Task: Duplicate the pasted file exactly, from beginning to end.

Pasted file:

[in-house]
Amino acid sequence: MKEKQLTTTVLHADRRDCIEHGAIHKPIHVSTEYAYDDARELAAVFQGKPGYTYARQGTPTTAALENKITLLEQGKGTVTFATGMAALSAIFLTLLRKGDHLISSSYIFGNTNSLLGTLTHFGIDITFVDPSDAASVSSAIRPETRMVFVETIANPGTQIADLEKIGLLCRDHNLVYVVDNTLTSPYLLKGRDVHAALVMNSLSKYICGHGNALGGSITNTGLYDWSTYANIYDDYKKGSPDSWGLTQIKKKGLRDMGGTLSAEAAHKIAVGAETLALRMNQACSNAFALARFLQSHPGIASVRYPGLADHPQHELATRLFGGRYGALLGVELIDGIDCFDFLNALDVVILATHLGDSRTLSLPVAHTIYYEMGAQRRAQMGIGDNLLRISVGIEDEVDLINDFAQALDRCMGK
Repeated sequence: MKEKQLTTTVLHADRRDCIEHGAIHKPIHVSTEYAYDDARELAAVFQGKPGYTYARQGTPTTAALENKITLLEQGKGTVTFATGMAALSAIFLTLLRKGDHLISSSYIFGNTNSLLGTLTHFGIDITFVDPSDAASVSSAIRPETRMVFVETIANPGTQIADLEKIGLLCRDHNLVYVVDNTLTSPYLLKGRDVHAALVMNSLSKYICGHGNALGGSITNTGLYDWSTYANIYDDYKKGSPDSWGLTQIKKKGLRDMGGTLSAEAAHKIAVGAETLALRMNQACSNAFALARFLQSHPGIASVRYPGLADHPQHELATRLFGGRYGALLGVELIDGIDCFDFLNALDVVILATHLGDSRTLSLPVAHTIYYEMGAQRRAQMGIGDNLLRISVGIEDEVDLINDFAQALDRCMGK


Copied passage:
[in-house]
Amino acid sequence: MKEKQLTTTVLHADRRDCIEHGAIHKPIHVSTEYAYDDARELAAVFQGKPGYTYARQGTPTTAALENKITLLEQGKGTVTFATGMAALSAIFLTLLRKGDHLISSSYIFGNTNSLLGTLTHFGIDITFVDPSDAASVSSAIRPETRMVFVETIANPGTQIADLEKIGLLCRDHNLVYVVDNTLTSPYLLKGRDVHAALVMNSLSKYICGHGNALGGSITNTGLYDWSTYANIYDDYKKGSPDSWGLTQIKKKGLRDMGGTLSAEAAHKIAVGAETLALRMNQACSNAFALARFLQSHPGIASVRYPGLADHPQHELATRLFGGRYGALLGVELIDGIDCFDFLNALDVVILATHLGDSRTLSLPVAHTIYYEMGAQRRAQMGIGDNLLRISVGIEDEVDLINDFAQALDRCMGK
Repeated sequence: MKEKQLTTTVLHADRRDCIEHGAIHKPIHVSTEYAYDDARELAAVFQGKPGYTYARQGTPTTAALENKITLLEQGKGTVTFATGMAALSAIFLTLLRKGDHLISSSYIFGNTNSLLGTLTHFGIDITFVDPSDAASVSSAIRPETRMVFVETIANPGTQIADLEKIGLLCRDHNLVYVVDNTLTSPYLLKGRDVHAALVMNSLSKYICGHGNALGGSITNTGLYDWSTYANIYDDYKKGSPDSWGLTQIKKKGLRDMGGTLSAEAAHKIAVGAETLALRMNQACSNAFALARFLQSHPGIASVRYPGLADHPQHELATRLFGGRYGALLGVELIDGIDCFDFLNALDVVILATHLGDSRTLSLPVAHTIYYEMGAQRRAQMGIGDNLLRISVGIEDEVDLINDFAQALDRCMGK